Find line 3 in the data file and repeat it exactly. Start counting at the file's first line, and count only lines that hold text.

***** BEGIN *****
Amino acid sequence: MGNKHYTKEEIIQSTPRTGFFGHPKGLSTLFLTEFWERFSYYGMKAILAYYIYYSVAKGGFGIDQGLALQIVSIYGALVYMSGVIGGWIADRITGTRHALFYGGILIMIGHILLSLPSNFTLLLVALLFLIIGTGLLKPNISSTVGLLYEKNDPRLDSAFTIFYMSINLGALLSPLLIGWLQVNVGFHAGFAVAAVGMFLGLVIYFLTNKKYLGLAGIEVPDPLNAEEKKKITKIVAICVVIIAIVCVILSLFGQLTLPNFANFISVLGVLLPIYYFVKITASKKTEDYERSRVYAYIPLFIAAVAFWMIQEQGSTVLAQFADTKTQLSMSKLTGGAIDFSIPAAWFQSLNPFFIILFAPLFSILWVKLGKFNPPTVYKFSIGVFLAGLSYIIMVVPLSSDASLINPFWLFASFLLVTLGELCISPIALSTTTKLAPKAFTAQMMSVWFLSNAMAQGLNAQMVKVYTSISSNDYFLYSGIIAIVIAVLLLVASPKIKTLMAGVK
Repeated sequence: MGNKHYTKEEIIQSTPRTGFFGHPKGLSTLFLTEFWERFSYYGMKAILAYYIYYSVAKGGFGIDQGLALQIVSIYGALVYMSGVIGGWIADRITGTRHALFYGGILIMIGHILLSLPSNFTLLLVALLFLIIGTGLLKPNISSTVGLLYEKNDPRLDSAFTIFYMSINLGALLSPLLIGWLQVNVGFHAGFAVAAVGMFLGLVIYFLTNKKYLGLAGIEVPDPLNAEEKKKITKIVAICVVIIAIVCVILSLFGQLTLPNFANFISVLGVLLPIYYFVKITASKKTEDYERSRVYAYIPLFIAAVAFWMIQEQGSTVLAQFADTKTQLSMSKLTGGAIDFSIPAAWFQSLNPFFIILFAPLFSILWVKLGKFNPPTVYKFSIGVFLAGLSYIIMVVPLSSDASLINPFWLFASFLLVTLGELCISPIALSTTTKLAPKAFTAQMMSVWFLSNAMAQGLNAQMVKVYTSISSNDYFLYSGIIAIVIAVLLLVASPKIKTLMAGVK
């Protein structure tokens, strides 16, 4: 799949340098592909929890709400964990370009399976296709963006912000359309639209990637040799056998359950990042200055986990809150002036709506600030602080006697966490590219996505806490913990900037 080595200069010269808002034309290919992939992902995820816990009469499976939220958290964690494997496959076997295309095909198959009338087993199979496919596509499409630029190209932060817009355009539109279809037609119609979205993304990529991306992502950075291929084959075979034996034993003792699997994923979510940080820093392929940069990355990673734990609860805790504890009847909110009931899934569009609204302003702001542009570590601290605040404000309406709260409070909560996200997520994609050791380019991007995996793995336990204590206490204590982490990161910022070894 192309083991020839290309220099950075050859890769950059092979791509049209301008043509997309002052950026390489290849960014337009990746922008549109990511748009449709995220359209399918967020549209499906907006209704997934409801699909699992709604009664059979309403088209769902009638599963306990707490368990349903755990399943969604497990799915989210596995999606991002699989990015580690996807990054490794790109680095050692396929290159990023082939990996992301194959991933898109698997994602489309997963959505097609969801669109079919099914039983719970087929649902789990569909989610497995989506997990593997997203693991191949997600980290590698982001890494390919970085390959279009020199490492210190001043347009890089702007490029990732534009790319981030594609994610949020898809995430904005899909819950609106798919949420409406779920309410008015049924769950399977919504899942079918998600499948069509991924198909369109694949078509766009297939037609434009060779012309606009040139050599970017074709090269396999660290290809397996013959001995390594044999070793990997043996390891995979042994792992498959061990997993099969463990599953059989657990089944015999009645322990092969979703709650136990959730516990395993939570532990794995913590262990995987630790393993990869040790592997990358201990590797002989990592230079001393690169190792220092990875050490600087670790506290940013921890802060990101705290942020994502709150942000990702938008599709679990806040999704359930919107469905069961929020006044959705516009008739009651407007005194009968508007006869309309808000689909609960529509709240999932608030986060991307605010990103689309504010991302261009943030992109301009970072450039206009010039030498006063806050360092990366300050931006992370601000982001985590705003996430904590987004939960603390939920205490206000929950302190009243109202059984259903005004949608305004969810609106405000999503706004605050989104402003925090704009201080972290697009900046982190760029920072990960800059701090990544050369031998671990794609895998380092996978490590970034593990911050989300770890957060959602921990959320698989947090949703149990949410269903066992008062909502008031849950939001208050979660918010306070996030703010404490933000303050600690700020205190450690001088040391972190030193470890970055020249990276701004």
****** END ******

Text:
């Protein structure tokens, strides 16, 4: 799949340098592909929890709400964990370009399976296709963006912000359309639209990637040799056998359950990042200055986990809150002036709506600030602080006697966490590219996505806490913990900037 080595200069010269808002034309290919992939992902995820816990009469499976939220958290964690494997496959076997295309095909198959009338087993199979496919596509499409630029190209932060817009355009539109279809037609119609979205993304990529991306992502950075291929084959075979034996034993003792699997994923979510940080820093392929940069990355990673734990609860805790504890009847909110009931899934569009609204302003702001542009570590601290605040404000309406709260409070909560996200997520994609050791380019991007995996793995336990204590206490204590982490990161910022070894 192309083991020839290309220099950075050859890769950059092979791509049209301008043509997309002052950026390489290849960014337009990746922008549109990511748009449709995220359209399918967020549209499906907006209704997934409801699909699992709604009664059979309403088209769902009638599963306990707490368990349903755990399943969604497990799915989210596995999606991002699989990015580690996807990054490794790109680095050692396929290159990023082939990996992301194959991933898109698997994602489309997963959505097609969801669109079919099914039983719970087929649902789990569909989610497995989506997990593997997203693991191949997600980290590698982001890494390919970085390959279009020199490492210190001043347009890089702007490029990732534009790319981030594609994610949020898809995430904005899909819950609106798919949420409406779920309410008015049924769950399977919504899942079918998600499948069509991924198909369109694949078509766009297939037609434009060779012309606009040139050599970017074709090269396999660290290809397996013959001995390594044999070793990997043996390891995979042994792992498959061990997993099969463990599953059989657990089944015999009645322990092969979703709650136990959730516990395993939570532990794995913590262990995987630790393993990869040790592997990358201990590797002989990592230079001393690169190792220092990875050490600087670790506290940013921890802060990101705290942020994502709150942000990702938008599709679990806040999704359930919107469905069961929020006044959705516009008739009651407007005194009968508007006869309309808000689909609960529509709240999932608030986060991307605010990103689309504010991302261009943030992109301009970072450039206009010039030498006063806050360092990366300050931006992370601000982001985590705003996430904590987004939960603390939920205490206000929950302190009243109202059984259903005004949608305004969810609106405000999503706004605050989104402003925090704009201080972290697009900046982190760029920072990960800059701090990544050369031998671990794609895998380092996978490590970034593990911050989300770890957060959602921990959320698989947090949703149990949410269903066992008062909502008031849950939001208050979660918010306070996030703010404490933000303050600690700020205190450690001088040391972190030193470890970055020249990276701004």